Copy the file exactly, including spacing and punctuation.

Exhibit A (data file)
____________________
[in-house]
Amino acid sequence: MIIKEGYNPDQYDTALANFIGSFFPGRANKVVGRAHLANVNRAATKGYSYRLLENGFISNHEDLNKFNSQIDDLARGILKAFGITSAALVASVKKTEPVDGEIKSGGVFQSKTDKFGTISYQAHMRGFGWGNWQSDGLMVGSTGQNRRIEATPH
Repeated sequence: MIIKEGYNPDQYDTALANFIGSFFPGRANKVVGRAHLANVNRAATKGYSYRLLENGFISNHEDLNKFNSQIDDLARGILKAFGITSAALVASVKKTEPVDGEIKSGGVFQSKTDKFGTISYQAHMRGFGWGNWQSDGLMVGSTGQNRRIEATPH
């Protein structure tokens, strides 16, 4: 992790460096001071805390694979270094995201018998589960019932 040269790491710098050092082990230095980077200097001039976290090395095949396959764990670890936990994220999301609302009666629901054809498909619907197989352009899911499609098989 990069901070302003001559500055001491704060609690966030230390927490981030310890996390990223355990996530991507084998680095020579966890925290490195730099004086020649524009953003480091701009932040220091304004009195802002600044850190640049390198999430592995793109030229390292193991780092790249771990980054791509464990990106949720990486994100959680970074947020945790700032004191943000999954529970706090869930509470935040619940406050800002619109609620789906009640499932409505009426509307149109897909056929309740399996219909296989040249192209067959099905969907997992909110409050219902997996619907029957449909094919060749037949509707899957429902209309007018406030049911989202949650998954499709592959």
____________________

[in-house]
Amino acid sequence: MIIKEGYNPDQYDTALANFIGSFFPGRANKVVGRAHLANVNRAATKGYSYRLLENGFISNHEDLNKFNSQIDDLARGILKAFGITSAALVASVKKTEPVDGEIKSGGVFQSKTDKFGTISYQAHMRGFGWGNWQSDGLMVGSTGQNRRIEATPH
Repeated sequence: MIIKEGYNPDQYDTALANFIGSFFPGRANKVVGRAHLANVNRAATKGYSYRLLENGFISNHEDLNKFNSQIDDLARGILKAFGITSAALVASVKKTEPVDGEIKSGGVFQSKTDKFGTISYQAHMRGFGWGNWQSDGLMVGSTGQNRRIEATPH
């Protein structure tokens, strides 16, 4: 992790460096001071805390694979270094995201018998589960019932 040269790491710098050092082990230095980077200097001039976290090395095949396959764990670890936990994220999301609302009666629901054809498909619907197989352009899911499609098989 990069901070302003001559500055001491704060609690966030230390927490981030310890996390990223355990996530991507084998680095020579966890925290490195730099004086020649524009953003480091701009932040220091304004009195802002600044850190640049390198999430592995793109030229390292193991780092790249771990980054791509464990990106949720990486994100959680970074947020945790700032004191943000999954529970706090869930509470935040619940406050800002619109609620789906009640499932409505009426509307149109897909056929309740399996219909296989040249192209067959099905969907997992909110409050219902997996619907029957449909094919060749037949509707899957429902209309007018406030049911989202949650998954499709592959």